The Court also awards EUR 1,000 for the further delay suffered by the applicant in the proceedings before the District Court concerning her action of 1995.
111. Accordingly, the applicant is entitled to compensation for non-pecuniary damage in the sum of EUR 4,750, plus any tax that may be chargeable on that amount.
B. Costs and expenses
112. The applicant also claimed SKK 7,400 (approximately 200 euros) for the costs and expenses incurred before the Court.
113. The Government contested the claim arguing that any compensation awarded by the Court should exclusively concern the reasonably incurred costs and expenses.
114. According to the Court’s case-law, an applicant is entitled to reimbursement of his or her costs and expenses only in so far as it has been shown that these have been actually and necessarily incurred and were reasonable as to quantum. In the present case, the President of the Chamber decided, on 30 March 2005, that legal aid should be granted to the applicant. The applicant appointed a lawyer to represent her in the proceedings before the Court, under the legal aid scheme of the Council of Europe, on 12 June 2005.
In these circumstances, the Court considers it reasonable to award the sum of EUR 100 in respect of postage, photocopying and other out-of-pocket expenses which the applicant incurred in the context of the proceedings before the Court prior to the decision to grant legal aid to her.
C. Default interest
115. The Court considers it appropriate that the default interest should be based on the marginal lending rate of the European Central Bank, to which should be added three percentage points.
FOR THESE REASONS, THE COURT
1. Declares unanimously the complaint under Article 6 § 1 of the Convention concerning the excessive length of the two sets of proceedings in issue admissible and the remainder of the application inadmissible;
2. Holds unanimously that there has been a violation of Article 6 § 1 of the Convention as a result of the length of both sets of proceedings;
3. Holds by five votes to two
(a) that the respondent State is to pay the applicant, within three months from the date on which the judgment becomes final in accordance with Article 44 § 2 of the Convention, EUR 4,750 (four thousand seven hundred and fifty euros) in respect of non-pecuniary damage and EUR 100 (one hundred euros) in respect of costs and expenses, the above amounts to be converted into the currency of the respondent State at the rate applicable at the date of settlement, plus any tax that may be chargeable;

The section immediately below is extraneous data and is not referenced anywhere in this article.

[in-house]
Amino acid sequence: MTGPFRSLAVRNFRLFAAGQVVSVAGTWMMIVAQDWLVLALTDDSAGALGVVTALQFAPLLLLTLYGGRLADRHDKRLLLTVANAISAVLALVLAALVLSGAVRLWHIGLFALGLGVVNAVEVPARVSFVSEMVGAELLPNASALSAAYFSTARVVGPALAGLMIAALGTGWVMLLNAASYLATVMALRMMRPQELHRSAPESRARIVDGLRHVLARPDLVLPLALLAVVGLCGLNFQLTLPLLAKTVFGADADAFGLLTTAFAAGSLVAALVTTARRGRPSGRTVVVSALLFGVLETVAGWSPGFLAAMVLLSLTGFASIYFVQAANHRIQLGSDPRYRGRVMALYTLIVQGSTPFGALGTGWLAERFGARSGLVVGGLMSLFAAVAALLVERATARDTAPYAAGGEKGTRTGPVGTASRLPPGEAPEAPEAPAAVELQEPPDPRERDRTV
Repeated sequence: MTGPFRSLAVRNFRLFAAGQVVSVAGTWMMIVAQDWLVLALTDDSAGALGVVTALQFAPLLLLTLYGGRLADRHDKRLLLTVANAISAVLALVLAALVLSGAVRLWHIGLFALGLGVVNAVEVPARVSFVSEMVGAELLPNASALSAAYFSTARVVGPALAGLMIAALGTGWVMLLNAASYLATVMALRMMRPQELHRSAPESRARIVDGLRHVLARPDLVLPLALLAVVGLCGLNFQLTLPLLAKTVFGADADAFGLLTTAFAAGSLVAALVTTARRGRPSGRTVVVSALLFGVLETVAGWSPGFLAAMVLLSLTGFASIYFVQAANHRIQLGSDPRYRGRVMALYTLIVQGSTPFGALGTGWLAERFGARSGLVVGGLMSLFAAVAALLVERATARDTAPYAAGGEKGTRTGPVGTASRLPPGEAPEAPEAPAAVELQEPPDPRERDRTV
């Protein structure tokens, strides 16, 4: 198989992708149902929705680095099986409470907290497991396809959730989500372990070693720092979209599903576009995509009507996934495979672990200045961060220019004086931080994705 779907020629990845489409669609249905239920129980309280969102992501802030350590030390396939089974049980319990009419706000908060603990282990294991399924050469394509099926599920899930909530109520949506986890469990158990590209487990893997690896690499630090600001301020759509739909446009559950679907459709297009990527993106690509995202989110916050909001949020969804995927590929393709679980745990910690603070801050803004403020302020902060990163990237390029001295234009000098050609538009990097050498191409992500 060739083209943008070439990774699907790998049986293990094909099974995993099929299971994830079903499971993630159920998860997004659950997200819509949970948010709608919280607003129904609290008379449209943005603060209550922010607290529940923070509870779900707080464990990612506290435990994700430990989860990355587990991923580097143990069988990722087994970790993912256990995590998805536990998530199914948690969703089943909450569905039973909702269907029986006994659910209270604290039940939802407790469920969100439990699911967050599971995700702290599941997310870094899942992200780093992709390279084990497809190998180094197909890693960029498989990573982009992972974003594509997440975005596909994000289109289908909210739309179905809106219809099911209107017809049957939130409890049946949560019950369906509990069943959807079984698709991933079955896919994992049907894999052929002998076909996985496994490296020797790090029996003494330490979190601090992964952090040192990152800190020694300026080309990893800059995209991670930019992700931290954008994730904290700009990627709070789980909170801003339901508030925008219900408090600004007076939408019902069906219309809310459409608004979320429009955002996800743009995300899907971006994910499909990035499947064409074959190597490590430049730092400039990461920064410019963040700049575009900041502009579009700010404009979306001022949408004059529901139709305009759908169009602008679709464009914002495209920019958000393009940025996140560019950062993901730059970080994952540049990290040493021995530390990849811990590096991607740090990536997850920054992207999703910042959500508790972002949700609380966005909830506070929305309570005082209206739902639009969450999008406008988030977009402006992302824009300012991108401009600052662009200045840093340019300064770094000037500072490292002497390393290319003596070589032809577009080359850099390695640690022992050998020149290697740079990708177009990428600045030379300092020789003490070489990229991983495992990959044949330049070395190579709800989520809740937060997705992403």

(b) that from the expiry of the above-mentioned three months until settlement simple interest shall be payable on the above amounts at a rate equal to the marginal lending rate of the European Central Bank during the default period plus three percentage points;
4. Dismisses by five votes to two the remainder of the applicant’s claim for just satisfaction.
Done in English, and notified in writing on 22 August 2006, pursuant to Rule 77 §§ 2 and 3 of the Rules of Court.
T.L. Early Nicolas
In accordance with Article 45 § 2 of the Convention and Rule 74 § 2 of the Rules of Court, the partly dissenting opinion of Mr Casadevall and Mr Bonello is annexed to this judgment.
PARTLY DISSENTING OPINION OF JUDGES CASADEVALL AND BONELLO
1. We did not vote with the majority on items 3 and 4 of the operational provisions of the judgment because, without any convincing reason being given, the amount awarded for non-pecuniary damage under Article 41 (just satisfaction) was substantially less than it should have been.
2. The applicant had brought two sets of civil proceedings. The first concerned an application to bring a co-ownership arrangement to an end and began on 27 March 1991; the second concerned a claim for a sum of money and began on 20 November 1995. However, even though the applicant has exhausted the available domestic remedies in the Constitutional Court, both sets of proceedings are still pending. The question which this raises is whether the remedy provided to deal with length-of-proceedings complaints in Slovakia is (in the light of the principles established by the Kudla v. Poland judgment) effective “... in the sense either of preventing the alleged violation or its continuation, or of providing adequate redress for any violation that had already occurred”. This does not appear to have been the case in this instance, as the proceedings have still not ended and the applicant has received only EUR 750 in compensation.
3. The applicant may, therefore, still claim to be a victim of the alleged violation, as is recognised in paragraph 89 of the judgment. Since she has not, in our view, contributed to the excessive delays in the proceedings, her award of just satisfaction for non-pecuniary damage should have been calculated in accordance with the principles laid down in the recent judgments of Cocchiarella v. Italy and Scordino v. Italy, which, by our reckoning, would have entitled her to the sum of EUR 6,775.
RIŠKOVÁ v. SLOVAKIA JUDGMENT
RIŠKOVÁ v. SLOVAKIA JUDGMENT